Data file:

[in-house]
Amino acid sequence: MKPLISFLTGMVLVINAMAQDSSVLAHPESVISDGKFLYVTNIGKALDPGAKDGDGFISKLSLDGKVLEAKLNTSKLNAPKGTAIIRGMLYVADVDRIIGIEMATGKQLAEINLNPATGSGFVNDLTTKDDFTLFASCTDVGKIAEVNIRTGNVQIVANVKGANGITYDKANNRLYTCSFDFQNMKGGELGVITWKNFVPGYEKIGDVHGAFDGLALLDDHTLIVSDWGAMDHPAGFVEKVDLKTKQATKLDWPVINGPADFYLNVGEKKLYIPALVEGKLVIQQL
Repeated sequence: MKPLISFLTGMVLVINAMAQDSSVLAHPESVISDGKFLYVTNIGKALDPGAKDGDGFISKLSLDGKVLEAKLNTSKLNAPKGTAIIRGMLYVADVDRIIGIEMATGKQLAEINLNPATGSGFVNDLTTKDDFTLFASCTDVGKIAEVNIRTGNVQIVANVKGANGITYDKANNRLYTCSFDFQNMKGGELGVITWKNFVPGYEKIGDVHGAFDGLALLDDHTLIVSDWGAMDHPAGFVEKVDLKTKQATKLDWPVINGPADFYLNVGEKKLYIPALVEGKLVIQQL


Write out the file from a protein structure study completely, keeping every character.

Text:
[in-house]
Amino acid sequence: MKPLISFLTGMVLVINAMAQDSSVLAHPESVISDGKFLYVTNIGKALDPGAKDGDGFISKLSLDGKVLEAKLNTSKLNAPKGTAIIRGMLYVADVDRIIGIEMATGKQLAEINLNPATGSGFVNDLTTKDDFTLFASCTDVGKIAEVNIRTGNVQIVANVKGANGITYDKANNRLYTCSFDFQNMKGGELGVITWKNFVPGYEKIGDVHGAFDGLALLDDHTLIVSDWGAMDHPAGFVEKVDLKTKQATKLDWPVINGPADFYLNVGEKKLYIPALVEGKLVIQQL
Repeated sequence: MKPLISFLTGMVLVINAMAQDSSVLAHPESVISDGKFLYVTNIGKALDPGAKDGDGFISKLSLDGKVLEAKLNTSKLNAPKGTAIIRGMLYVADVDRIIGIEMATGKQLAEINLNPATGSGFVNDLTTKDDFTLFASCTDVGKIAEVNIRTGNVQIVANVKGANGITYDKANNRLYTCSFDFQNMKGGELGVITWKNFVPGYEKIGDVHGAFDGLALLDDHTLIVSDWGAMDHPAGFVEKVDLKTKQATKLDWPVINGPADFYLNVGEKKLYIPALVEGKLVIQQL